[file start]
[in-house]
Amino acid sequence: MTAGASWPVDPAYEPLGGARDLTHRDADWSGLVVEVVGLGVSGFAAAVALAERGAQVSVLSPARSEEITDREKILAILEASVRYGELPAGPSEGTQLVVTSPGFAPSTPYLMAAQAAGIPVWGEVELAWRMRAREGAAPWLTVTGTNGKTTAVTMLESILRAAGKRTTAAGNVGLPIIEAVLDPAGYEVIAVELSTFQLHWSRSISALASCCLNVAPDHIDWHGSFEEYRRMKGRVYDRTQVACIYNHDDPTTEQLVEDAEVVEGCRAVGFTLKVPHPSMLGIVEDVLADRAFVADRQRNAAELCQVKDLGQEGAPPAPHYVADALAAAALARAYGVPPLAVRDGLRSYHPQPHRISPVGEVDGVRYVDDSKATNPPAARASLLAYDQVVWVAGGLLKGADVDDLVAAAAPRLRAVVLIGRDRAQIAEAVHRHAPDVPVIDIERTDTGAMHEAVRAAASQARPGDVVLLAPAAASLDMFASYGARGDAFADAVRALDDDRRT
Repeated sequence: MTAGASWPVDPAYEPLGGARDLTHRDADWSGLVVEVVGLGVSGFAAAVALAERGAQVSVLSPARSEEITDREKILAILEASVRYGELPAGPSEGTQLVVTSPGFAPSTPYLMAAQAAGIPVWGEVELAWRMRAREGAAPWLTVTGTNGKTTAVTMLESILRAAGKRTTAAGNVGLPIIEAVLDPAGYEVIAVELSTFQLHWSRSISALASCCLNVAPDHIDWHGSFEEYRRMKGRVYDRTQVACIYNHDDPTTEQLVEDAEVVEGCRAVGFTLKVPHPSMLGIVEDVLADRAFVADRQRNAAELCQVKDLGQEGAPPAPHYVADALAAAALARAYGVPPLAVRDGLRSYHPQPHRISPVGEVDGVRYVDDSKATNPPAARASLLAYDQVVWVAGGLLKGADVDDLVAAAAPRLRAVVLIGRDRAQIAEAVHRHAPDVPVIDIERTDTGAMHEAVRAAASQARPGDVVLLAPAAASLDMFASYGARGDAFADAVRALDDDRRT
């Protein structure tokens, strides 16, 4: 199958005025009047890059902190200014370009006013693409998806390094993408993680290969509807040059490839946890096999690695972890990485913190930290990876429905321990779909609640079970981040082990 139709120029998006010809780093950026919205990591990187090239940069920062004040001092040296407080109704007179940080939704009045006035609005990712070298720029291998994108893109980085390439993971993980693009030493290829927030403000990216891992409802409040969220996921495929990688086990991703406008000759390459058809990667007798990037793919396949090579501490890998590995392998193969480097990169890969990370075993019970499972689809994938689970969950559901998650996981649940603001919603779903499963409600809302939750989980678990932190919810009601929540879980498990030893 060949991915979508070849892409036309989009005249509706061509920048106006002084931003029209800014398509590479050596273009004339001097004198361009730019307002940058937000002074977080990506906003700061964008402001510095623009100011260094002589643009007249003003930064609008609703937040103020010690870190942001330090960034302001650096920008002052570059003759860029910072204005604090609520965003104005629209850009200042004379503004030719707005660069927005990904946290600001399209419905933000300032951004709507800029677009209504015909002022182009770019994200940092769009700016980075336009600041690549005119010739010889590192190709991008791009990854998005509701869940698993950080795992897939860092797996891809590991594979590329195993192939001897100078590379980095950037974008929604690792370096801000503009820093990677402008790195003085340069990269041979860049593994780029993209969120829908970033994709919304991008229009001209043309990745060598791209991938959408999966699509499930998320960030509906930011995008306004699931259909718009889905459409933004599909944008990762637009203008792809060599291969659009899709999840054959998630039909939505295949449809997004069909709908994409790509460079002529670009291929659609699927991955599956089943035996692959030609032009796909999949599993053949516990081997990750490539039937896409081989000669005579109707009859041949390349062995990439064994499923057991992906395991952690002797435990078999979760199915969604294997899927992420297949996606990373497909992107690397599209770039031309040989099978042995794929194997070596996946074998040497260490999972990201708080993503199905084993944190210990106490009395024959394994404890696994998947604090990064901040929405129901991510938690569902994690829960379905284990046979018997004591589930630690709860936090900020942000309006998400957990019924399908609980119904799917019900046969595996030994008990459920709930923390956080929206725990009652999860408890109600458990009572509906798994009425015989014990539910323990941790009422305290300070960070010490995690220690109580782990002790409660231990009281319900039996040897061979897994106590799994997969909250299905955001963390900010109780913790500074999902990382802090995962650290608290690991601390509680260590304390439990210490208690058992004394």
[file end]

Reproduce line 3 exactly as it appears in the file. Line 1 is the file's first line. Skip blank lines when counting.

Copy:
Repeated sequence: MTAGASWPVDPAYEPLGGARDLTHRDADWSGLVVEVVGLGVSGFAAAVALAERGAQVSVLSPARSEEITDREKILAILEASVRYGELPAGPSEGTQLVVTSPGFAPSTPYLMAAQAAGIPVWGEVELAWRMRAREGAAPWLTVTGTNGKTTAVTMLESILRAAGKRTTAAGNVGLPIIEAVLDPAGYEVIAVELSTFQLHWSRSISALASCCLNVAPDHIDWHGSFEEYRRMKGRVYDRTQVACIYNHDDPTTEQLVEDAEVVEGCRAVGFTLKVPHPSMLGIVEDVLADRAFVADRQRNAAELCQVKDLGQEGAPPAPHYVADALAAAALARAYGVPPLAVRDGLRSYHPQPHRISPVGEVDGVRYVDDSKATNPPAARASLLAYDQVVWVAGGLLKGADVDDLVAAAAPRLRAVVLIGRDRAQIAEAVHRHAPDVPVIDIERTDTGAMHEAVRAAASQARPGDVVLLAPAAASLDMFASYGARGDAFADAVRALDDDRRT